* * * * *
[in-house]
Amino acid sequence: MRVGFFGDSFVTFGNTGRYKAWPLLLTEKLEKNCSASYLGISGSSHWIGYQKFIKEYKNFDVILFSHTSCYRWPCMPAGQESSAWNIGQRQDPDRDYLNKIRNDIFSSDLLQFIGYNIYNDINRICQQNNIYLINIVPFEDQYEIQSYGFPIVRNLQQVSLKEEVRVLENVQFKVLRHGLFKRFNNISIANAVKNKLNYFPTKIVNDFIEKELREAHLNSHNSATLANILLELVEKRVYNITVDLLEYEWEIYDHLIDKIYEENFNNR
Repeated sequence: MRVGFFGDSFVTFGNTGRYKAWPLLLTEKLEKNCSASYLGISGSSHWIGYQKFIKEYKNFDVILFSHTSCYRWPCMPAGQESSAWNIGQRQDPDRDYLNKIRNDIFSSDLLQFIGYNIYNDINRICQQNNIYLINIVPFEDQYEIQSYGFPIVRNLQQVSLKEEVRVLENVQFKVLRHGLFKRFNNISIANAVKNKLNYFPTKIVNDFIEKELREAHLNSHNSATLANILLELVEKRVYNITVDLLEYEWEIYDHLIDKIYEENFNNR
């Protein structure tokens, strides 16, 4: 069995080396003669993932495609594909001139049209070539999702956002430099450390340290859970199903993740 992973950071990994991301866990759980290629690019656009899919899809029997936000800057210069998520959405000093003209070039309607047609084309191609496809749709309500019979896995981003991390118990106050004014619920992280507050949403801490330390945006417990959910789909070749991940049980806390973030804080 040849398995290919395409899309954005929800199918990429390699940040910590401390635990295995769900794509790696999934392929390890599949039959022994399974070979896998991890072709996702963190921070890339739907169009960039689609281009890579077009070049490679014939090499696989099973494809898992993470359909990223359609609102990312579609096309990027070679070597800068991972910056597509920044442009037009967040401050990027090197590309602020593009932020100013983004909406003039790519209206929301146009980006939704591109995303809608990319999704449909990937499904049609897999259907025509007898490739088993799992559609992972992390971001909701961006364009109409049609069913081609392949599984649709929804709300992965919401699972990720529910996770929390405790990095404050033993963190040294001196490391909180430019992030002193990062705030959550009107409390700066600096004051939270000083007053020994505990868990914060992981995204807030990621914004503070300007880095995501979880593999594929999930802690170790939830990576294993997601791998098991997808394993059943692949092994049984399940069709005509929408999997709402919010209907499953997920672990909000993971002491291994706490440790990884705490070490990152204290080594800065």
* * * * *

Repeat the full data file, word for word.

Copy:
[in-house]
Amino acid sequence: MRVGFFGDSFVTFGNTGRYKAWPLLLTEKLEKNCSASYLGISGSSHWIGYQKFIKEYKNFDVILFSHTSCYRWPCMPAGQESSAWNIGQRQDPDRDYLNKIRNDIFSSDLLQFIGYNIYNDINRICQQNNIYLINIVPFEDQYEIQSYGFPIVRNLQQVSLKEEVRVLENVQFKVLRHGLFKRFNNISIANAVKNKLNYFPTKIVNDFIEKELREAHLNSHNSATLANILLELVEKRVYNITVDLLEYEWEIYDHLIDKIYEENFNNR
Repeated sequence: MRVGFFGDSFVTFGNTGRYKAWPLLLTEKLEKNCSASYLGISGSSHWIGYQKFIKEYKNFDVILFSHTSCYRWPCMPAGQESSAWNIGQRQDPDRDYLNKIRNDIFSSDLLQFIGYNIYNDINRICQQNNIYLINIVPFEDQYEIQSYGFPIVRNLQQVSLKEEVRVLENVQFKVLRHGLFKRFNNISIANAVKNKLNYFPTKIVNDFIEKELREAHLNSHNSATLANILLELVEKRVYNITVDLLEYEWEIYDHLIDKIYEENFNNR
């Protein structure tokens, strides 16, 4: 069995080396003669993932495609594909001139049209070539999702956002430099450390340290859970199903993740 992973950071990994991301866990759980290629690019656009899919899809029997936000800057210069998520959405000093003209070039309607047609084309191609496809749709309500019979896995981003991390118990106050004014619920992280507050949403801490330390945006417990959910789909070749991940049980806390973030804080 040849398995290919395409899309954005929800199918990429390699940040910590401390635990295995769900794509790696999934392929390890599949039959022994399974070979896998991890072709996702963190921070890339739907169009960039689609281009890579077009070049490679014939090499696989099973494809898992993470359909990223359609609102990312579609096309990027070679070597800068991972910056597509920044442009037009967040401050990027090197590309602020593009932020100013983004909406003039790519209206929301146009980006939704591109995303809608990319999704449909990937499904049609897999259907025509007898490739088993799992559609992972992390971001909701961006364009109409049609069913081609392949599984649709929804709300992965919401699972990720529910996770929390405790990095404050033993963190040294001196490391909180430019992030002193990062705030959550009107409390700066600096004051939270000083007053020994505990868990914060992981995204807030990621914004503070300007880095995501979880593999594929999930802690170790939830990576294993997601791998098991997808394993059943692949092994049984399940069709005509929408999997709402919010209907499953997920672990909000993971002491291994706490440790990884705490070490990152204290080594800065």